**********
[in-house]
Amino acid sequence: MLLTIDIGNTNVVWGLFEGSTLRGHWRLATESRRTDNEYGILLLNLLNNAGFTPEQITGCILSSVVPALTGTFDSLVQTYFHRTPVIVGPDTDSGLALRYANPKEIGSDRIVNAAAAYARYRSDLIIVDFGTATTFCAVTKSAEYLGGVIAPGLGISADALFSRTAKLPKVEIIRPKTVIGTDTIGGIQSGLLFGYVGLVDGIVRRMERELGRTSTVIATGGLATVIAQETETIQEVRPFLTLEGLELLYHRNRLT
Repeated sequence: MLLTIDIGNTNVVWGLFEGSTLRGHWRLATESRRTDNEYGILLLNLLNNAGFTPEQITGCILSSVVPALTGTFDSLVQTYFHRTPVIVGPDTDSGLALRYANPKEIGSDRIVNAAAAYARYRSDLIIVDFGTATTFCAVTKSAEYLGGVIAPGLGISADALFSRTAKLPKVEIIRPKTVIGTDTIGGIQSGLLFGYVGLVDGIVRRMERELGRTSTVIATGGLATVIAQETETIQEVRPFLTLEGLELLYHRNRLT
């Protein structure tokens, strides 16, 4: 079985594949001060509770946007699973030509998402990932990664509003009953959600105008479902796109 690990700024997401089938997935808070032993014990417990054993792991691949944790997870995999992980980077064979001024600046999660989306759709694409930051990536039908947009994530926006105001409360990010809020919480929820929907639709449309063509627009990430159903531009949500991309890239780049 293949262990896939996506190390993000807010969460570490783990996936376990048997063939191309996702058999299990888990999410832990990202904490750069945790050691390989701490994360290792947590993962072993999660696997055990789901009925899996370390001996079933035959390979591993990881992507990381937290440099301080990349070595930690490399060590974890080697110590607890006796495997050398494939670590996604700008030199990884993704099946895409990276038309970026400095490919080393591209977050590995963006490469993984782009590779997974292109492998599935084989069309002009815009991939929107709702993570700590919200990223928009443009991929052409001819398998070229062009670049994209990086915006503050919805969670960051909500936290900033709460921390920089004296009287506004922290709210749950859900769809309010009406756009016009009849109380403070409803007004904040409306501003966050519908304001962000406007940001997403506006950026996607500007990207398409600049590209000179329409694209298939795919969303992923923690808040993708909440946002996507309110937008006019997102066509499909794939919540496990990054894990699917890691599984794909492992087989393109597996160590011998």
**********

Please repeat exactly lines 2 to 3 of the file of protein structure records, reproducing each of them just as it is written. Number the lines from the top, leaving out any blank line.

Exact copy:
Amino acid sequence: MLLTIDIGNTNVVWGLFEGSTLRGHWRLATESRRTDNEYGILLLNLLNNAGFTPEQITGCILSSVVPALTGTFDSLVQTYFHRTPVIVGPDTDSGLALRYANPKEIGSDRIVNAAAAYARYRSDLIIVDFGTATTFCAVTKSAEYLGGVIAPGLGISADALFSRTAKLPKVEIIRPKTVIGTDTIGGIQSGLLFGYVGLVDGIVRRMERELGRTSTVIATGGLATVIAQETETIQEVRPFLTLEGLELLYHRNRLT
Repeated sequence: MLLTIDIGNTNVVWGLFEGSTLRGHWRLATESRRTDNEYGILLLNLLNNAGFTPEQITGCILSSVVPALTGTFDSLVQTYFHRTPVIVGPDTDSGLALRYANPKEIGSDRIVNAAAAYARYRSDLIIVDFGTATTFCAVTKSAEYLGGVIAPGLGISADALFSRTAKLPKVEIIRPKTVIGTDTIGGIQSGLLFGYVGLVDGIVRRMERELGRTSTVIATGGLATVIAQETETIQEVRPFLTLEGLELLYHRNRLT